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Shamir Urges Herut Body to Pick David Levy to Head Election List

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Premier Yitzhak Shamir recommended to Herut on Tuesday that it install Housing Minister David Levy in the top slot of its 1988 election slate, directly following his own name as party leader and candidate for the prime minister’s office.

He proposed that it select Moshe Arens and Ariel Sharon to fill the second and third spots respectively.

But the premier has stressed in recent days that the order in which they appear will not influence his selection of Cabinet ministers, should he be called upon to form the next government.

Herut is the largest component of the Likud bloc. Its 2,000-plus-member Central Committee will convene Wednesday in Herzliya to decide in what order the 35 Knesset candidates it selected last week will appear on its ballot on election day, Nov. 1.

While the Central Committee is a sovereign body, as Shamir himself took note, outside observers believe that it will comply with the premier’s wishes, with relatively few exceptions.

Shamir’s intervention was seen here as a measure to ensure party harmony, not an expression of favoritism. It came apparently in response to an odd situation that developed on the eve of the Central Committee’s meeting.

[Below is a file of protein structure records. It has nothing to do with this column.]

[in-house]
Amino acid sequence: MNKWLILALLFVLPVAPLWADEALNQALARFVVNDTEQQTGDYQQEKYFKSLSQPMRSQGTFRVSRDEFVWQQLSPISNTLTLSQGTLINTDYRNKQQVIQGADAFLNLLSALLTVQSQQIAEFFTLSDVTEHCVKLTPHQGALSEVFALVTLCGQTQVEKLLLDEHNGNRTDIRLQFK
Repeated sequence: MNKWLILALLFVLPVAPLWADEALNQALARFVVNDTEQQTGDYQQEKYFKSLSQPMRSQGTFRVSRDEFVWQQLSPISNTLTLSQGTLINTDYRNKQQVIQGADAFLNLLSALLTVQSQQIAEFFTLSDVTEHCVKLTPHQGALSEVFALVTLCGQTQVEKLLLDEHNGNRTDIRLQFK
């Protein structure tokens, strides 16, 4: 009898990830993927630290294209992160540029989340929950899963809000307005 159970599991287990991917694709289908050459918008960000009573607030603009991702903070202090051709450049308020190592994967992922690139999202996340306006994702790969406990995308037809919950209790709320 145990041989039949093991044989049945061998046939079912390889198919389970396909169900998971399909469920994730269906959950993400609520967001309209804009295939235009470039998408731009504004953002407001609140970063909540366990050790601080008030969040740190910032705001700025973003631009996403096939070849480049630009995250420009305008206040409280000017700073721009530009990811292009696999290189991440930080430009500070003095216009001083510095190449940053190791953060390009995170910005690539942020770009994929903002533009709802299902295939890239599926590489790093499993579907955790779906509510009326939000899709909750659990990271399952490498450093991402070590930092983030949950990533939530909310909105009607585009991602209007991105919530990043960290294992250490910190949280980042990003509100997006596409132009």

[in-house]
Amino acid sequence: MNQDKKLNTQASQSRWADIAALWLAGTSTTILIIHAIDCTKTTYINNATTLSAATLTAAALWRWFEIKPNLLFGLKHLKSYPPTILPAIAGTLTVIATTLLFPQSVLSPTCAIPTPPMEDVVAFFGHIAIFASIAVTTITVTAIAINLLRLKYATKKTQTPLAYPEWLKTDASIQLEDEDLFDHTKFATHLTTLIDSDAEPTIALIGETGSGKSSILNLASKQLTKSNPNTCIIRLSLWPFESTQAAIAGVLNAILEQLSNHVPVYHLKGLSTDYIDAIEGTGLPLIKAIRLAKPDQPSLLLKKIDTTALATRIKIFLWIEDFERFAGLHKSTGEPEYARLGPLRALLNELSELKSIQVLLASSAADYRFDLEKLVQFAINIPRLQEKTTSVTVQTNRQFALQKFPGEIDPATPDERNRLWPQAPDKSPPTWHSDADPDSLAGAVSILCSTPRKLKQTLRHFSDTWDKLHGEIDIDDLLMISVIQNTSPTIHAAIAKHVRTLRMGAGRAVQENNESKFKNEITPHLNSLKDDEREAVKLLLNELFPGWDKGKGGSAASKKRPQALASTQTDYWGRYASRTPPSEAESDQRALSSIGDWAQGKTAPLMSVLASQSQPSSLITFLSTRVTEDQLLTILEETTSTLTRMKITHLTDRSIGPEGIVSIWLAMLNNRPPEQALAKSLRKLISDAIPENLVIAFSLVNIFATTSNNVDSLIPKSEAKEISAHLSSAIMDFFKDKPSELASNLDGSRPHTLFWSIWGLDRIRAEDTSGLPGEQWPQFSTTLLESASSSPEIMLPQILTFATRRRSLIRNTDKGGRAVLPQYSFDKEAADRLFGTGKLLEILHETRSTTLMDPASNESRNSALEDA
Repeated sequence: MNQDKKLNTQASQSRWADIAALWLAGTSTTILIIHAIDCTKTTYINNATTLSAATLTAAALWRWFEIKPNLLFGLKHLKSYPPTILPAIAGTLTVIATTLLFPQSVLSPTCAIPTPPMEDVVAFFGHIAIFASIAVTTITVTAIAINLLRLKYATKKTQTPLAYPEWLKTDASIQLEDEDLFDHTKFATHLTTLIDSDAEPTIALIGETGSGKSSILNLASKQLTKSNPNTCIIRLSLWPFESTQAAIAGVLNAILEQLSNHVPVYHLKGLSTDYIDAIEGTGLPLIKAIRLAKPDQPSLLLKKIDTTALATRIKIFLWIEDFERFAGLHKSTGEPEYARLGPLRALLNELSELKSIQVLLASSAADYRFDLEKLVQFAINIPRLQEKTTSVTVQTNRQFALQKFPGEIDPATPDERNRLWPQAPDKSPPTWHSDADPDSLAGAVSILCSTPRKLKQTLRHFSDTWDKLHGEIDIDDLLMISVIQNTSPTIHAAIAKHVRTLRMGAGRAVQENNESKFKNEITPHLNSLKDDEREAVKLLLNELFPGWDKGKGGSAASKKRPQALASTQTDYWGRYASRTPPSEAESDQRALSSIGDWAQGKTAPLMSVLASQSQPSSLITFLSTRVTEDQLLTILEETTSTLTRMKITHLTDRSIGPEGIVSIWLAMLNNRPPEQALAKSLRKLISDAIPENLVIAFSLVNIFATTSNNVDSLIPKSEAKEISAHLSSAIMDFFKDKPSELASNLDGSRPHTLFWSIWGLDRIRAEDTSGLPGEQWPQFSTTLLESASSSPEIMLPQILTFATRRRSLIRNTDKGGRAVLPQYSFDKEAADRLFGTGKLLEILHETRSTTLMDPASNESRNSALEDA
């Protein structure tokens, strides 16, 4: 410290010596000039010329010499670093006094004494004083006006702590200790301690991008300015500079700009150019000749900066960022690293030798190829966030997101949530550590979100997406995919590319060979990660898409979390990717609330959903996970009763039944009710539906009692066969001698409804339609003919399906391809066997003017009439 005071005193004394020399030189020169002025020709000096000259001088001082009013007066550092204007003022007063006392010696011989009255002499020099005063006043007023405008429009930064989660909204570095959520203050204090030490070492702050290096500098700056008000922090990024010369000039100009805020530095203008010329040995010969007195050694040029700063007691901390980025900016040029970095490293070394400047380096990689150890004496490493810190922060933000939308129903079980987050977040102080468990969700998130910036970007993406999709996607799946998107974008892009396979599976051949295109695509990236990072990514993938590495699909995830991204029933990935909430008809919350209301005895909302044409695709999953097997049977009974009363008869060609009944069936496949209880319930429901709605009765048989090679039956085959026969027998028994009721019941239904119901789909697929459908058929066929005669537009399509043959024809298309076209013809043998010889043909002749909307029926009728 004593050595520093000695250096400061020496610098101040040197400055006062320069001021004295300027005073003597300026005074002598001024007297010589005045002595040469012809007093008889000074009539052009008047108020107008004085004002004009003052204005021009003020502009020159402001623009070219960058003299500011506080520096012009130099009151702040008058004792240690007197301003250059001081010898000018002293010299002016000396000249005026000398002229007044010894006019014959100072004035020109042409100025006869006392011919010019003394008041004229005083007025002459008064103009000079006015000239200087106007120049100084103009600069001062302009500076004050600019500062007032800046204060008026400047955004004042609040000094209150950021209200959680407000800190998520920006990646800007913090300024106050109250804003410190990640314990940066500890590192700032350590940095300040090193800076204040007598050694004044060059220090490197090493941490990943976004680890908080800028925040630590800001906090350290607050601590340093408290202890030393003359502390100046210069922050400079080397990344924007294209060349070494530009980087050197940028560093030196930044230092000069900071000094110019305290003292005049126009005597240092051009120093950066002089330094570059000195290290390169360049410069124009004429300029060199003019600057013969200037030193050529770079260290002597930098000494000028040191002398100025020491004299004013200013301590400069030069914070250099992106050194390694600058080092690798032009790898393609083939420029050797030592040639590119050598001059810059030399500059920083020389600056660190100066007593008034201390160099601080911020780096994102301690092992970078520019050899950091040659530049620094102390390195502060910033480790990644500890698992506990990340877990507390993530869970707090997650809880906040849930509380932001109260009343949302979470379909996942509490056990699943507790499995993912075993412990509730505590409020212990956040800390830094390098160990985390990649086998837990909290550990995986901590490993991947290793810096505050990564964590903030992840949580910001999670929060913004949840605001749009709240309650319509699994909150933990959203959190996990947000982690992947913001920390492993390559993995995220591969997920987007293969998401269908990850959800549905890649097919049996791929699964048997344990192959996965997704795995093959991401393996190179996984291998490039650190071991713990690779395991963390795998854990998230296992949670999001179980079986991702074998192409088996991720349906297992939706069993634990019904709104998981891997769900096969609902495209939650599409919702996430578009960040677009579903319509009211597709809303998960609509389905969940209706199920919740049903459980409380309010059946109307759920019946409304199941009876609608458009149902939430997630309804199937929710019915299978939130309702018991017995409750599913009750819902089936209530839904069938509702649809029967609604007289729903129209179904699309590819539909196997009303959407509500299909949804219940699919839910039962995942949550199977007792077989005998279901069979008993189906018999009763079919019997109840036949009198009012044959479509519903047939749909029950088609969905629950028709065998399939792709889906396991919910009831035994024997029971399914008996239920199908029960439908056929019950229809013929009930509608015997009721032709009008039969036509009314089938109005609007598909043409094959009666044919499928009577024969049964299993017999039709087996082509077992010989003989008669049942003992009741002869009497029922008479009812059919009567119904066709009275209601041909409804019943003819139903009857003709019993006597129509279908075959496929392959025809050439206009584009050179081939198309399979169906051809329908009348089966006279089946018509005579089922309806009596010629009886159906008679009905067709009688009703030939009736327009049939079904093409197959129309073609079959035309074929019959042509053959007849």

SHARON, ARENS HAD BOWED OUT

Sharon, who is minister of commerce and industry, announced Monday on Israel Radio that he will not seek the top spot on the Herut slate. Arens, a minister without portfolio and a former defense minister like Sharon, bowed out a short time later.

Both men said they were acting for the good of the party. Until Monday, they had been battling each other and Levy for the top slot, which signifies the heir apparent to 73-year-old Shamir.

That left Levy unchallenged. He said Tuesday that he accepted the premier’s recommendations as the collective desire of the party leadership in the interests of unity, although he had been “ready for the democratic process.”

Shamir, interviewed on army radio Tuesday night, reiterated that the standings of the candidates would not determine his choice of ministers. He was non-committal when asked if he thought Sharon was “suitable for minister of defense.”

“All the excellent candidates selected by the Central Committee (last week) are suitable for all posts,” the premier replied.

He praised Sharon, however, for being the first candidate to acknowledge that the fight over top spot had been exaggerated beyond its importance.

Shamir agreed, nevertheless, that it had become a matter of prestige among his three top lieutenants, which threatened to lead to “disputes and discord.” Therefore, he saw fit to intervene, Shamir explained.

But political observers expect some Central Committee members will not heed the premier and will vote for their particular favorite.

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